It's a unique look, though I'd always gotten a Slavic/Siberian shamanistic theme for Old Sarkoris.

I can't remember where I read it, but I seem to recall that Old Sarkoris was also where the Celtish-Pictish analog had been located.

But what I'm more interested in is whether there'll be mechanical representation to play the god-callers, since we no longer have a summoner class.

Excuse me.

The origin of a Summoner archetype is known as The Broken Lands?

Oh my, that's so delightfully meta.

I'd like to ask how, but at the same time I'm afraid I'll be told to "just Google it" (No Artificial 20, this isn't a critique towards you).

He's just alluding to the fact that many people thought the PF1 Summoner was broken, in the mechanical sense.


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Roswynn wrote:
Artificial 20 wrote:
MythicFox wrote:
Todd Stewart wrote:

It's a unique look, though I'd always gotten a Slavic/Siberian shamanistic theme for Old Sarkoris.

I can't remember where I read it, but I seem to recall that Old Sarkoris was also where the Celtish-Pictish analog had been located.

But what I'm more interested in is whether there'll be mechanical representation to play the god-callers, since we no longer have a summoner class.

Excuse me.

The origin of a Summoner archetype is known as The Broken Lands?

Oh my, that's so delightfully meta.

I'd like to ask how, but at the same time I'm afraid I'll be told to "just Google it" (No Artificial 20, this isn't a critique towards you).

Well, the original Summoner has the unique distinction of being the only class kicked out of first edition's PFS (unlike say the Anti-Paladin, who was never let in to start).

This, along with the Unchained Summoner's existence, seem to stem out of a broad notion that the Summoner is, as the nomenclature goes, "broken".

I think the God Caller came later though, so perhaps it's reaching.

Deadmanwalking: Not as broken as ninjas.

Paizo Employee Organized Play Developer

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Luis Loza wrote:

Time to move along, everyone. If you would please follow me back into the Broken Lands discussion. Right this way.

Hey, those Aldori and their swords! Who’s excited to play that archetype?

It's solidly number 3 in my list of "PF2 characters I'm looking forward to making", right behind my goblin monk and half-orc redeemer.

Grand Lodge

Pathfinder Adventure, Lost Omens, Pawns, Rulebook Subscriber

I haven't taken the time to run a swordlord, but I could see myself trying it out sometime.


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Since the origin of the Summoner class in PF1 was "the God Callers of Old Sarkoris" (who largely went away because of the machinations of Ms. Vorlesh), and since we're going to see a kind of Sarkorian Renaissance going forward, I imagine that means a new Summoner class is in the cards somewhere.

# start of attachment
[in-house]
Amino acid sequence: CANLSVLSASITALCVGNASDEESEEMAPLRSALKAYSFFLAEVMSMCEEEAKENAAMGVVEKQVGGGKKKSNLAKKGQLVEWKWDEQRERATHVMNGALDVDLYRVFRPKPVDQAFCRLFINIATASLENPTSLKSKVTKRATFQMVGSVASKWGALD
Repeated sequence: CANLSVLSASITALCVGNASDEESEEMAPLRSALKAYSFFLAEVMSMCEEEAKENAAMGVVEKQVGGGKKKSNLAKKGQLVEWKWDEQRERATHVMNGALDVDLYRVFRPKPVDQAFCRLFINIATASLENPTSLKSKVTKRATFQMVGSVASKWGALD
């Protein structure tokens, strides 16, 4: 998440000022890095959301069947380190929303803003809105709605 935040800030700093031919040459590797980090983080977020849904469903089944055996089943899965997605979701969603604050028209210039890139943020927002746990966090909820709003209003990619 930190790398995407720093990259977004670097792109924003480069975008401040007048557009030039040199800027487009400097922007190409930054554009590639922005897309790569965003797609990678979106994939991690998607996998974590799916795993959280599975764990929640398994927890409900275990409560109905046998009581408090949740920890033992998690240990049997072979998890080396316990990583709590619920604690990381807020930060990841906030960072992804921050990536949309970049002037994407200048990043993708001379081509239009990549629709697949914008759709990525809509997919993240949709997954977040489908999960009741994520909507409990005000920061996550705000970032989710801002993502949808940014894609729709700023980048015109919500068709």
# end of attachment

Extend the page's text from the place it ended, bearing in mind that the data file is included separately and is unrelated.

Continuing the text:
I wonder how that is going to work with the minion rules. Will Eidolons be comparatively limited like animal companions are, or are they going to get more action because they are the signature class feature.

As for Swordlords, I always run into the problem where I'm trying to pump AC as high as possible, realize that I'm offense deficient and decide to play something else. Hopefully with fresh eyes I can do something else. PF2 is a much friendlier system for martials without pounce or a strong ranged game.


The blog post wrote:
and the strange outsiders that the Sarkorians call their gods

Are these outsiders a 2E reveal, or is there existing content that talks about who the Sarkorians worshipped other than Pulura some being named Alglenweis?

Grand Lodge

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Pathfinder Adventure, Lost Omens, Pawns, Rulebook Subscriber

At least two PFS scenarios include godcallers as NPCs.


Thanks, DMW and Artificial 20 - somehow I failed to connect the dots.

Andostre, if you're asking who Alglenweis is, she's one of the eidolons summoned by the Sarkorian godcallers. She was called the Daughter of Kostchtchie. There were others, like the Stag Mother and Sturovenen the Dragoneagle.

So I don't think they're a brand new type of outsiders, "just regular eidolons".

Paizo Employee Organized Play Developer

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TriOmegaZero wrote:
At least two PFS scenarios include godcallers as NPCs.

They're also talked about in the Spirits and Superstition section of the Kellid entry in Inner Sea Races, there's a god caller and her eidolon in Dave Gross' Pathfinder Tales novel King of Chaos, there's a bit of information about a particular god caller and eidolon in The Worldwound sourcebook, and anyone familiar with Scourge of the Farheavens and Breath of the Dragonskull has interacted with a particular Sarkorian deity who may be making his next appearance outside of a scenario...


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Gorbacz wrote:


Fantasy is still a thing, but pnp RPGs are so small a market that getting a license filmable is pretty much impossible. You have higher chances for a Settlers of Catan movie than you have of anything D&D related.

Uh...they have been actively developing a DnD movie for the last couple of years...Paramount has a release date of October 2021, even if not much is known currently.

DnD might be niche, but so is Shazam or the Eternals, and they are
or will get theatrical. Any IP with a smidge of recognition is getting turned into a movie.